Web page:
The importance of a good orientation – Katie Roth

Jason Dorsey, chief strategy officer of The Center for Generational Kinetics, says Gen Y workers (and most likely their younger sibs – the Millennials) decide on Day One whether to stay with an employer long-term. If your orientation consists of handing a new employee your 75-page handbook, sticking them in a workstation or cubicle, and telling them to seek you out if they have questions – you are in trouble. 

It’s not hard to make the first day a memorable one for new employees. Here are some tips to help you craft a memorable first day.

Take them on a tour of the office – even if you did this during the interview process it’s still a good idea.  If your organization is a sea of workstations, tie helium balloons to their workstation in your company’s colors so they can find it after they return from a meeting, lunchroom or break.  

Send out an announcement with a brief bio of your new employee to welcome them and encourage your existing employees to stop by and say hello. Copy your new employee. 

Develop an orientation program with a PowerPoints or other visuals to more thoroughly explain your culture and how to be successful with your company.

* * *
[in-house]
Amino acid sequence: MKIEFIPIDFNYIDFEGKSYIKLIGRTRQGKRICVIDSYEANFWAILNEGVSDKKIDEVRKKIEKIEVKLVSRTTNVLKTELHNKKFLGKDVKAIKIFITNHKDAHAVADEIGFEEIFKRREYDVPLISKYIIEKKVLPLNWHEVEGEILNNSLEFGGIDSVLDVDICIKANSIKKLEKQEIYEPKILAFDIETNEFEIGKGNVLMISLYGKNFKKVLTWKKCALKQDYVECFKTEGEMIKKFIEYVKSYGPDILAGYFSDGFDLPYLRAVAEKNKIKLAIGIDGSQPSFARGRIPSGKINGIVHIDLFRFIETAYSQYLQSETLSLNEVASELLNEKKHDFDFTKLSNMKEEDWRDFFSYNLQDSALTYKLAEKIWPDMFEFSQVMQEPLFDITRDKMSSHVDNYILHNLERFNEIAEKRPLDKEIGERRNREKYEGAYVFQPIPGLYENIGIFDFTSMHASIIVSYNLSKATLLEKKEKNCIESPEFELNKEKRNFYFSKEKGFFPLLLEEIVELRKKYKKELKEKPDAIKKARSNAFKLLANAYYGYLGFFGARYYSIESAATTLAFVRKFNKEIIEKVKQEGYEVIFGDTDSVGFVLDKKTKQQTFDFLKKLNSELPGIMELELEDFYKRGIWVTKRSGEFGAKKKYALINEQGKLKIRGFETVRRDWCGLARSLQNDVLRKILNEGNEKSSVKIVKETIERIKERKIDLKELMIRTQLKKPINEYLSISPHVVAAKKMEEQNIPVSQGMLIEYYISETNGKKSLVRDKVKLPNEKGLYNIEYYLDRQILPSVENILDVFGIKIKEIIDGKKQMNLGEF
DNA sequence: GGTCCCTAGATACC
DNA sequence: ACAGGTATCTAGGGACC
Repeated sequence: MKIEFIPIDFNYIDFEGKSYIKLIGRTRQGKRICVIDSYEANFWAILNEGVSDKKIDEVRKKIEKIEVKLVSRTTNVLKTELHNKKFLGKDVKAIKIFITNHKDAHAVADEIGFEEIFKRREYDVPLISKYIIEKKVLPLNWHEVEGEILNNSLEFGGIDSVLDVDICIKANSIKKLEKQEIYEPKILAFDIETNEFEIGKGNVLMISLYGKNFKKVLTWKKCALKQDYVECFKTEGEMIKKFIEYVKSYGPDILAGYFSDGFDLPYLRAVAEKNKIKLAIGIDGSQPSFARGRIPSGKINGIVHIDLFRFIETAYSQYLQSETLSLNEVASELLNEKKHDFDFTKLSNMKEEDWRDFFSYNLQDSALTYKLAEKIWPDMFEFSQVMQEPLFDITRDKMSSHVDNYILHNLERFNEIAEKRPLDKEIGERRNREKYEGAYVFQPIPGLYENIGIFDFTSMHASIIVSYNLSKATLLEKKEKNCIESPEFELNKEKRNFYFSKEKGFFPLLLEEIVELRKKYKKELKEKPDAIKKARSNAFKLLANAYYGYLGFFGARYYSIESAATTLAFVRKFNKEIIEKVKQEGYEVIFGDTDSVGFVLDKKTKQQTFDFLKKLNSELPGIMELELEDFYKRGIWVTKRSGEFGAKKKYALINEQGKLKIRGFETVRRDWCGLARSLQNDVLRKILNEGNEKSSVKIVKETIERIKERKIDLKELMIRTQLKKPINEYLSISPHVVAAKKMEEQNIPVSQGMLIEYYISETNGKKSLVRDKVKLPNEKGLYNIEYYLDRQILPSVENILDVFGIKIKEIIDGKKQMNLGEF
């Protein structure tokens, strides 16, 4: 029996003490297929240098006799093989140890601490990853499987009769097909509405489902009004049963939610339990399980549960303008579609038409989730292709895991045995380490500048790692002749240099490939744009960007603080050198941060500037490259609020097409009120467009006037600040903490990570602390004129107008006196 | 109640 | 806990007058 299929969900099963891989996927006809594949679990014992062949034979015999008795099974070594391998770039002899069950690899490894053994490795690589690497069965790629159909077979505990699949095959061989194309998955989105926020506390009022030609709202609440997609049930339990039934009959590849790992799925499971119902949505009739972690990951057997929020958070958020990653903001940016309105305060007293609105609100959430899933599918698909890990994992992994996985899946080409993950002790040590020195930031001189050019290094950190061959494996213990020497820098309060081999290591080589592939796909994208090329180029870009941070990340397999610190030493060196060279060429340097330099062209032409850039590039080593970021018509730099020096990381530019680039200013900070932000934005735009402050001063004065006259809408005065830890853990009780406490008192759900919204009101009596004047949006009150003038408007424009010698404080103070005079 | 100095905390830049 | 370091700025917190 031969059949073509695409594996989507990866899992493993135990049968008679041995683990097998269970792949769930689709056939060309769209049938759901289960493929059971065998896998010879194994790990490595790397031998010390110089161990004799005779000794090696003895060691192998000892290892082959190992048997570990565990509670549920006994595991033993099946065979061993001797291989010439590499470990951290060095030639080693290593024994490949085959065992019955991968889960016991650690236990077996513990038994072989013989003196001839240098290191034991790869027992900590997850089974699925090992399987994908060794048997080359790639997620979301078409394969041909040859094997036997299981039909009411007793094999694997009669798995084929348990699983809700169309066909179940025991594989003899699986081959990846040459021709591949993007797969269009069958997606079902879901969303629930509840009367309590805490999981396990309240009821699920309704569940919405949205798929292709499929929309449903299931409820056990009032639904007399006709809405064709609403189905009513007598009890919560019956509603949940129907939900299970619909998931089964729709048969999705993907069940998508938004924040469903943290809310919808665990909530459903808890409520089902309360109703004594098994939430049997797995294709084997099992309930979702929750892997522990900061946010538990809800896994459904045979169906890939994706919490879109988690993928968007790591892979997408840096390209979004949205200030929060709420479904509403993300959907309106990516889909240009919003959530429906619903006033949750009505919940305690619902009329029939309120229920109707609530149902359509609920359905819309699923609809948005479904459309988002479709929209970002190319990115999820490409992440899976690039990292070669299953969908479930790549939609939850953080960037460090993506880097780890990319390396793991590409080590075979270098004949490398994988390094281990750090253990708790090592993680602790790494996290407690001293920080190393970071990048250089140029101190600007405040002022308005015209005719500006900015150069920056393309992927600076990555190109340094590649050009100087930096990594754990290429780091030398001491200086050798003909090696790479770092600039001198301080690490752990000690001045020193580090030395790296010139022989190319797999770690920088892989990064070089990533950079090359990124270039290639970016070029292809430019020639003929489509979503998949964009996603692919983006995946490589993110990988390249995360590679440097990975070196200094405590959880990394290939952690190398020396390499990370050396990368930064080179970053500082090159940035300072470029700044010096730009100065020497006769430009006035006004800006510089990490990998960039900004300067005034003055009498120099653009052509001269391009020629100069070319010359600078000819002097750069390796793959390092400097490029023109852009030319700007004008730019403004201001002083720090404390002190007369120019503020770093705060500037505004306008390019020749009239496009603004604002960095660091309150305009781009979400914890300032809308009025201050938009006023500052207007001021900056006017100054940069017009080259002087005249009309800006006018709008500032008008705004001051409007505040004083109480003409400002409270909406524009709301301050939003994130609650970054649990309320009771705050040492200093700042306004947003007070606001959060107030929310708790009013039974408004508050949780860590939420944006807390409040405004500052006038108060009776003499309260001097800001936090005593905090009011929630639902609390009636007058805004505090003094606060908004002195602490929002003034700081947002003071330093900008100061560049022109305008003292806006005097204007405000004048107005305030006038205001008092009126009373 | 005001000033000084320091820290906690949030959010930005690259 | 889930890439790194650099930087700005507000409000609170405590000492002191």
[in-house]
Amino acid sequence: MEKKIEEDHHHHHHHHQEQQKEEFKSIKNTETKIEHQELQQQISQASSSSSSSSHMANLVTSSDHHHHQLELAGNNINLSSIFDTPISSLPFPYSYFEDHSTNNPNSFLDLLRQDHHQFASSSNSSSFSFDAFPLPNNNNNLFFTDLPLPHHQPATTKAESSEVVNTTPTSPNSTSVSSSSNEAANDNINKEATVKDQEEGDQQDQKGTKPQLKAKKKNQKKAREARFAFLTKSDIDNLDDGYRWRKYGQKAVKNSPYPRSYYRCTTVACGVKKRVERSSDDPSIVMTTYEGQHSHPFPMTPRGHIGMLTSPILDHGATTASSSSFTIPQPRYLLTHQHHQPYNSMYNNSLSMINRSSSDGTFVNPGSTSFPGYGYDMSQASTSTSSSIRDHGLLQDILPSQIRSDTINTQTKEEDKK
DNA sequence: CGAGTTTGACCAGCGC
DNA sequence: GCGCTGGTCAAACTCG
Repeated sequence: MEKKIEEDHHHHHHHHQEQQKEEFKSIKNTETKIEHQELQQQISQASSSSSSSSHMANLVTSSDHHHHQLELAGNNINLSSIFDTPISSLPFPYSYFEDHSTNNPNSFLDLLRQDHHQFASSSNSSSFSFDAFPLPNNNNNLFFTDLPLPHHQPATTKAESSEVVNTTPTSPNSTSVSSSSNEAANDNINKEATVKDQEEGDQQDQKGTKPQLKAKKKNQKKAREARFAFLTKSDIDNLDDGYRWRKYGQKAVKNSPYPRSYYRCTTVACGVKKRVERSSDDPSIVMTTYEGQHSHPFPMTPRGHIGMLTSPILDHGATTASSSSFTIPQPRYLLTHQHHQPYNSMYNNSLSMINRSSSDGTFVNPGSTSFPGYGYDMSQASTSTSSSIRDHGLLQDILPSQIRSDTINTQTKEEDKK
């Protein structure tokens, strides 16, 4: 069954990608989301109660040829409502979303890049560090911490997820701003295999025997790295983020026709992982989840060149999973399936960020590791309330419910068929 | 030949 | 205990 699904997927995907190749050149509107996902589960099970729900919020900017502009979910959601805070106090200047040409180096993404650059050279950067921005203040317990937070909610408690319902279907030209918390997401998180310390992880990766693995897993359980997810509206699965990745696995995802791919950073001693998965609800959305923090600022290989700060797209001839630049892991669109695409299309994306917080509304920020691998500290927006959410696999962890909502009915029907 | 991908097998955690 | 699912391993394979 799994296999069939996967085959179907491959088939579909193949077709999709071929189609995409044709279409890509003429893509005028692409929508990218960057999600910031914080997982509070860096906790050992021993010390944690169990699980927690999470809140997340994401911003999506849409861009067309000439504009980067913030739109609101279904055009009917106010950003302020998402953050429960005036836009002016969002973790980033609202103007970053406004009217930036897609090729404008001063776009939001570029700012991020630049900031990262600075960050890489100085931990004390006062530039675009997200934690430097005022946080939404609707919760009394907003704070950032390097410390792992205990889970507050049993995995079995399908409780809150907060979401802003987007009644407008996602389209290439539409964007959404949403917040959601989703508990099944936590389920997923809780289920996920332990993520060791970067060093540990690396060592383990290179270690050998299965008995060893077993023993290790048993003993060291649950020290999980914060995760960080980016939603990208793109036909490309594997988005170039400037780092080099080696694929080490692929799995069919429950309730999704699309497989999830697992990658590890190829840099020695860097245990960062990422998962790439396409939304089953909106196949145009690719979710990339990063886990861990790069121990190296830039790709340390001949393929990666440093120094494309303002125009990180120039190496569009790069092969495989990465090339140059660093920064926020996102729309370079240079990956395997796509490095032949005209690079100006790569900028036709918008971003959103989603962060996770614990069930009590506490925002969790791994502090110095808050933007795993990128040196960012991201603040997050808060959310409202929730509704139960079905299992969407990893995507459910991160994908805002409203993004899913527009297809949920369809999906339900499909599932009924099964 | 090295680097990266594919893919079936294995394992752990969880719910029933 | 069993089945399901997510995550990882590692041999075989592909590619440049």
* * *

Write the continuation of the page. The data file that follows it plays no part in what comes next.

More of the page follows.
• Company history
  • Dress code
  • Attendance and hours
  • What to bring along if they go on a client visit or attend a meeting (i.e. a portfolio and pen)

Have them spend 15-20 minutes with each of the senior managers to learn what they do.

Take them out to lunch and focus on them, not your business or the position.

Have 10 pre-printed business cards.

Assign a mentor or buddy who will touch base with them every day for the first couple weeks to help them navigate and answer questions.

Make sure their workstation is ready and if you have premium or logo’d items like mugs, pens, water bottles, portfolios and the like – have them on their desk.

Have a binder of forms and processes they will use or a “cheat sheet” of common websites or applications for their position.

Wait till after lunch to have them fill out all their paperwork.

Add Calendar items to their Outlook of important company dates – the picnic, seminars, anniversaries.

  • Schedule time with them each week for the first couple months

And lastly but most importantly, underscore the importance of their job – what they do and why it matters. Many employees have no idea how their job affects the overall success of the organization.

Before the pandemic, unemployment was a record high.  When things return to normal, it will still be a buyers’ market for great employees. Your orientation program can go a long way in keeping successful, productive and long-term employees. It’s worth the upfront investment of time and effort. 

 


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